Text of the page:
Ever read the labeling on products that "criticalhealthnews(dot)com" sells? What you never hear on the radio program? Take a look at the fine print. A number of products state: "This product is not to be taken by pregnant or nursing women." Huh? Which is it?

So, let's say some woman calls in that is pregnant, or maybe nursing, and is never warned that a number of products sold by that site may cause birth defects, or affect an infant adversely through breast feeding? But may be hearing these supplements, instead, will benefit an embryo or even an infant?

Excuse me, I read the labels of these products, and some state great a pregnant or nursing women should not take them. Odd how such "totally safe" supplements can cause birth defects? Not so "safe," huh? But you never hear that on the radio program. Great to set up the network, the program and all involved for bogus medical advice and perhaps for a major lawsuit. 

Hey, anything that alters your body chemistry carries risks. You never hear that on the program. Instead, you hear how these people want to become your "medical professional," yet seem to not want to take any of legal responsibility for being "under their care." And how if something is "all natural," it must be good for you. Rubbish.

The worst toxins, poisons, venoms, bacteria, viruses, diseases and plagues are "all natural." That's why we needed to create pharmaceutical drugs to save lives and advance lifespans, for reasons also attributed to things "made by nature." Petroleum oil, for example, is "all natural" and "made by nature." Does that means if we drink it, it's good for us?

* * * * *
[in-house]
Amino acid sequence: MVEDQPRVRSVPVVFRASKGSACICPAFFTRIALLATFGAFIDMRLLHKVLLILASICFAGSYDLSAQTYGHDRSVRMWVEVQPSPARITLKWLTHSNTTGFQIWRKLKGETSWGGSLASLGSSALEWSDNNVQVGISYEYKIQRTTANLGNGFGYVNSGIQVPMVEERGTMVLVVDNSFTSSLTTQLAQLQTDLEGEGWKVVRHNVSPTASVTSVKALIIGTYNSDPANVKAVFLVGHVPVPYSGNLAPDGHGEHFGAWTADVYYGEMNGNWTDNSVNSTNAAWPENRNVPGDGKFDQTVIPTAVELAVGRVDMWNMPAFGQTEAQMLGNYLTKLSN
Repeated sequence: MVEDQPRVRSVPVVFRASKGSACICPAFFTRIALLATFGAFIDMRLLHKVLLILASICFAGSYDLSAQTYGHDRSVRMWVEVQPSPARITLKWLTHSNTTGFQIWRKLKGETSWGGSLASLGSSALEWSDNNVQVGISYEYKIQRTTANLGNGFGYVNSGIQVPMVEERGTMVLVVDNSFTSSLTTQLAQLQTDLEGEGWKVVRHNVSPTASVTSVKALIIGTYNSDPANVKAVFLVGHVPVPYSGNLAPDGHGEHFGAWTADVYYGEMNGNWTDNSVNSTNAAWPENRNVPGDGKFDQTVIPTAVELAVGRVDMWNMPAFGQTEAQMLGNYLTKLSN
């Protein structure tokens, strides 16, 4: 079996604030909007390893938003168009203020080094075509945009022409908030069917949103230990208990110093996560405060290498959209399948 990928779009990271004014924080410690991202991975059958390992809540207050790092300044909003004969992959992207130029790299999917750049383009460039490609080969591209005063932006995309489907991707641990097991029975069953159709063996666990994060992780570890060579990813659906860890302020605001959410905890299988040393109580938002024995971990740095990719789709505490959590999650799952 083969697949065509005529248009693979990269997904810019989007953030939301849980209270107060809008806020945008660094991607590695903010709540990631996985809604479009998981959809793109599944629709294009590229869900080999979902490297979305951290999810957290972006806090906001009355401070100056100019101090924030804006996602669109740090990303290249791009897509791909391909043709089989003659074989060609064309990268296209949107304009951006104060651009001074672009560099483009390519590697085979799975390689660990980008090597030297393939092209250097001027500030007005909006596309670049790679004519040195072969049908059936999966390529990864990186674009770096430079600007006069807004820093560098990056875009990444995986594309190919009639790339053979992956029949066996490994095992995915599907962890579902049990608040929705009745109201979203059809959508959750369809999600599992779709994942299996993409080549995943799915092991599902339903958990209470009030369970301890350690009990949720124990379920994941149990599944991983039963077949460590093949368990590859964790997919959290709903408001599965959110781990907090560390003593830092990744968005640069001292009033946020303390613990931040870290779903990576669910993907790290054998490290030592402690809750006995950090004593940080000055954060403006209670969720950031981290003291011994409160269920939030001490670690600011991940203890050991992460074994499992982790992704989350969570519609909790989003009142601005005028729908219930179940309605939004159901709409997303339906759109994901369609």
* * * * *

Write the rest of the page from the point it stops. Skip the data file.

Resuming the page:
The horrific "Black Plague" that killed off half of Europe centuries ago was "all natural." Does that mean we want to return to those days? I see. Do away with such drugs as penicillin from the evil "Big Pharma" and you'll be better off?  These hucksters would have fools think that, as the latter never question what that rubbish they hear the former advance as "medical truth."

Their day is coming, all, when they are called to task for trying to "dance around" wanting all the money people pay them for 'their care," yet want none of the responsibility for negligence or malpractice for any and all damages said "caretakers" may be inflicting on the gullible, ignorant or desperate suckers they prey on like the vultures they are.

All good points.

On Wallach's last program, on 11/8, he claimed homosexuality is "not a choice" and was caused by a "nutritional deficiency of the mother's womb during pregnancy."

How's that for outlandish?

I also looked up treatments for scoliosis, and none involve "hanging someone upside down on an inversion table 3-4 times a day for about 15 minutes each time." I was blown away when i heard him say that.. I can tell even George was somewhat shocked at first, but then quickly went into "whatever you say, Doc!" mode.

The main treatment, without surgery, is fitting a scoliosis patient with a special back brace to prevent further curvature of the spine.

I swear, Wallach will get into major trouble one day spewing this nonsense. And not just Wallach, but C2C as well.